There was a range of comments but largely people felt that for pilots who earn such a high salary, there are no excuses for them not to have build up adequate financial reserves to weather surprising storms like Covid-19.

Earning a great income with a good job does not automatically mean financial independence retirement is guaranteed.

In the course of our work, our client advisers have met many prospects who we will struggle to create a wealth plan to get them to be financially independent in the timeframe that the desired.

We encounter clients and prospects earning $500,000 a year but their surplus rate is less than 10%.

If you reference back to the Years to Financial Independence table, it will take 40 to 50 years to get their wealth to such a state that they can think about financial independence.

If not, they need their wealth to grow at 20% a year to really be close to financial independence in 21 years.

The affluent could have high income but their commitments can be rather high. This can be made up of

  1. Multiple mortgages
  2. The highest tax bracket income tax is nearly $80,000 – $100,000 a year
  3. A lot of insurance savings plans, investment-linked policies, universal life policy that they need cash flow commitments from their income
  4. Essential expenses that are of higher grade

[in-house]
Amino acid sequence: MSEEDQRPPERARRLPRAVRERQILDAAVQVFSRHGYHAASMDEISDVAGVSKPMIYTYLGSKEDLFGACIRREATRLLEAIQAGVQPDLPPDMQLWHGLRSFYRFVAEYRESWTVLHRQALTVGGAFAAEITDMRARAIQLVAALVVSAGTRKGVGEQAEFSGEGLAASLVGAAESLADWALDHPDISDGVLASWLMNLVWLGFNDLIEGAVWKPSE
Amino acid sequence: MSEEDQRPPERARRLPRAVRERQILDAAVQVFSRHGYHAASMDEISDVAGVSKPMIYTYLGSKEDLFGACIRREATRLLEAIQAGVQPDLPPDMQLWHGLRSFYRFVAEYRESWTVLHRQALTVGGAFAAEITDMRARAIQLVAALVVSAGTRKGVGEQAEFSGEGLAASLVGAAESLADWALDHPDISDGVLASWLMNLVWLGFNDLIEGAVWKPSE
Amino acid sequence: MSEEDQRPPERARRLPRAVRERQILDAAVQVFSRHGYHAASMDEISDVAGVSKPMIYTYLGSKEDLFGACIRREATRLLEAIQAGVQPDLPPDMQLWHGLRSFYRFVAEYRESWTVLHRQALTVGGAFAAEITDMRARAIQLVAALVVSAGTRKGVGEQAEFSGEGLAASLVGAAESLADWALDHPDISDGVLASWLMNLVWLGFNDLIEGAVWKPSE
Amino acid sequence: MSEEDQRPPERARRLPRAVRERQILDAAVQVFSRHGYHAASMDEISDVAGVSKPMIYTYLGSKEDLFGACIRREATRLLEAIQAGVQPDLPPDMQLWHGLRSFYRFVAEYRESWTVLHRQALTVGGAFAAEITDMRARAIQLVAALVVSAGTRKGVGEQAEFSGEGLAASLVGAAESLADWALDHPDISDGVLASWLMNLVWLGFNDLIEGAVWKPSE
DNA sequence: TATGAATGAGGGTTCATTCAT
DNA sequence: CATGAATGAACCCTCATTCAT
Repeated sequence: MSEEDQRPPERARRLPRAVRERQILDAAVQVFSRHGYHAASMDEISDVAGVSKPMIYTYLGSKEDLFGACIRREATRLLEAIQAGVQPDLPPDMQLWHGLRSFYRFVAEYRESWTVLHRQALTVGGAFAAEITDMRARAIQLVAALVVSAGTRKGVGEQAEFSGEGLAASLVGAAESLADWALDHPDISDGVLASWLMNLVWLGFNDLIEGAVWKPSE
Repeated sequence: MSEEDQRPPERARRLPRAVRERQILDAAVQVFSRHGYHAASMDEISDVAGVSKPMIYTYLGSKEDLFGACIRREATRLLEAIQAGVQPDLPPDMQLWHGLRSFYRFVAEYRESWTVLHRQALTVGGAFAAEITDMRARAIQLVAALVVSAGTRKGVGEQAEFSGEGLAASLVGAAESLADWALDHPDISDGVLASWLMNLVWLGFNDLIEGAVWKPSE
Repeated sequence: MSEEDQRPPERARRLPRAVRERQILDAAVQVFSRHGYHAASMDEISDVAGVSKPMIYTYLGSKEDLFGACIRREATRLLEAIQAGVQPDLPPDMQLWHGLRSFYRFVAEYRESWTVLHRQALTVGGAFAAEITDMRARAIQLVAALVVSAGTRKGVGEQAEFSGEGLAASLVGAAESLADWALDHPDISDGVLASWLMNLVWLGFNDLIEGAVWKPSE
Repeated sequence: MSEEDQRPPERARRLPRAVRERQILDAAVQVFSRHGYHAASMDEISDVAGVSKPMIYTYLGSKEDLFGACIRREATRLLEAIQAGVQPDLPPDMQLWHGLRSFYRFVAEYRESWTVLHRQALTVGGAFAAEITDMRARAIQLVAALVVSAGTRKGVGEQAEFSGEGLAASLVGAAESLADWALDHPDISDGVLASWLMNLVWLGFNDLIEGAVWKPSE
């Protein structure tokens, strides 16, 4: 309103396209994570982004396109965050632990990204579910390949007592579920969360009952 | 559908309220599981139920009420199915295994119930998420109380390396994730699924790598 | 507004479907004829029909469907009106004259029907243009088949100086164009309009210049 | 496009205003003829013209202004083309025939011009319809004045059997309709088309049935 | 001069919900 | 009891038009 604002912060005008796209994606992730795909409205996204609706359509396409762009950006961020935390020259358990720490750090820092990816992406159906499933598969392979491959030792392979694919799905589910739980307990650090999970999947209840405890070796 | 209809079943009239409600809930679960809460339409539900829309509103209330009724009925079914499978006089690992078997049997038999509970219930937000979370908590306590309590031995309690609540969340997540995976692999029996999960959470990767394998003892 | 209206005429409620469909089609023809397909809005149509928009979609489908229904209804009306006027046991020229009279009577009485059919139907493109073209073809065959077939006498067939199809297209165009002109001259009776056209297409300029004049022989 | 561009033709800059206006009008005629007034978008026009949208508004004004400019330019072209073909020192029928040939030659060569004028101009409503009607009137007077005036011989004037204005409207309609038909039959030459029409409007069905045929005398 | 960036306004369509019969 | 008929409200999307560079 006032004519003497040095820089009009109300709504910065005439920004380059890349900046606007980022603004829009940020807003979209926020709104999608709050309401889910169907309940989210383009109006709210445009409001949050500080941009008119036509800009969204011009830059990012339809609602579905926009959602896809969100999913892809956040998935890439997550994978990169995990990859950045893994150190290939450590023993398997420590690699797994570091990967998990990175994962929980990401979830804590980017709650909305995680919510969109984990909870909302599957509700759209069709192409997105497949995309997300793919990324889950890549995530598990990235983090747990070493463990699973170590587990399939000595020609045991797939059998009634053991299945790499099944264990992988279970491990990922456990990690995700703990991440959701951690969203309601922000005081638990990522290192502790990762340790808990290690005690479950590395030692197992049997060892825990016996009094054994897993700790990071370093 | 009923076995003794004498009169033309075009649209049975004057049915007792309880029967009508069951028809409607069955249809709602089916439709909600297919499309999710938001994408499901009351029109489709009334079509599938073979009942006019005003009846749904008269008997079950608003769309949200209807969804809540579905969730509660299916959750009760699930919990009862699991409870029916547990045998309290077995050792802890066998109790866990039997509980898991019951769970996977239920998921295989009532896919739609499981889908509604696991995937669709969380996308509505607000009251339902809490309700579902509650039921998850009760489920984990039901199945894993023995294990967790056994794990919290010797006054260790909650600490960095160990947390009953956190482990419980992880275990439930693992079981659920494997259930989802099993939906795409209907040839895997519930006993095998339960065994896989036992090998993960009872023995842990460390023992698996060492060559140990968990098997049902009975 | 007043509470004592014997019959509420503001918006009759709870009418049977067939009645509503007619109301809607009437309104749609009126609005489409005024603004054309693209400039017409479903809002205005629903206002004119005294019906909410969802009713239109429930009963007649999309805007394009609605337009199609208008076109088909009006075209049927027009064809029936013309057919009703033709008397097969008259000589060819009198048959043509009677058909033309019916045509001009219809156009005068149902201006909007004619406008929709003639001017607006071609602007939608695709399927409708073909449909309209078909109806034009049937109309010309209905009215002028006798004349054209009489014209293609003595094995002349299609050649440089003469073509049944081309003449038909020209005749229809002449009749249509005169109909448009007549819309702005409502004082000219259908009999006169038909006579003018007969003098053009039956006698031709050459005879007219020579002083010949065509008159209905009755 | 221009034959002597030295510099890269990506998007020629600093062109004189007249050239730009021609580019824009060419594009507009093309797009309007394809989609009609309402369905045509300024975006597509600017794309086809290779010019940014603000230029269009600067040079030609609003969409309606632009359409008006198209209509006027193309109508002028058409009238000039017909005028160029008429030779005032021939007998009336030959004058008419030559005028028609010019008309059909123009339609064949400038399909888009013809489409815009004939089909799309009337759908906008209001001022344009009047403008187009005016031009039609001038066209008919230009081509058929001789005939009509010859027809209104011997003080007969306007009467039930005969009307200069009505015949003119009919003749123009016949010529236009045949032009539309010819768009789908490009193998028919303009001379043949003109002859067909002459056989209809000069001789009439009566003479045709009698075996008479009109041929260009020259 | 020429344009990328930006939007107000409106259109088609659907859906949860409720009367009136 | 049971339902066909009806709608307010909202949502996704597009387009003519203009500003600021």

5. Savings for children’s overseas education
  6. Non-Essential expenses

Some of these expenses will go away at retirement (most of the mortgages, income tax, insurance savings plans) and in reality, some of these are not considered expenses as they contribute to their asset accumulation as well (some of the property mortgages and insurance policies).

However, if their commitment is made up largely of essential expenses of high grade, non-essential expenses, it will be difficult to create a satisfactory retirement outcome for them.

At times, we have made the decision to only onboard clients if they were willing to commit to optimizing their spending.

Making Meaningful Changes to Hasten Your Timeline to Be Financially Independent

Many got to where they are by doing very well in their career or their business. The issue is less of just increasing their income from work or their business.

If increasing the income is the solution, then there might not be a problem in the first place when their income steps up from $300,000 to $400,000 in the first place.

Families struggle to find greater surplus due to ever-increasing commitments as the income rises.

To make a change, a question to ask is: What do you value more at this point in your life? Spending today or a future goal such as financial independence?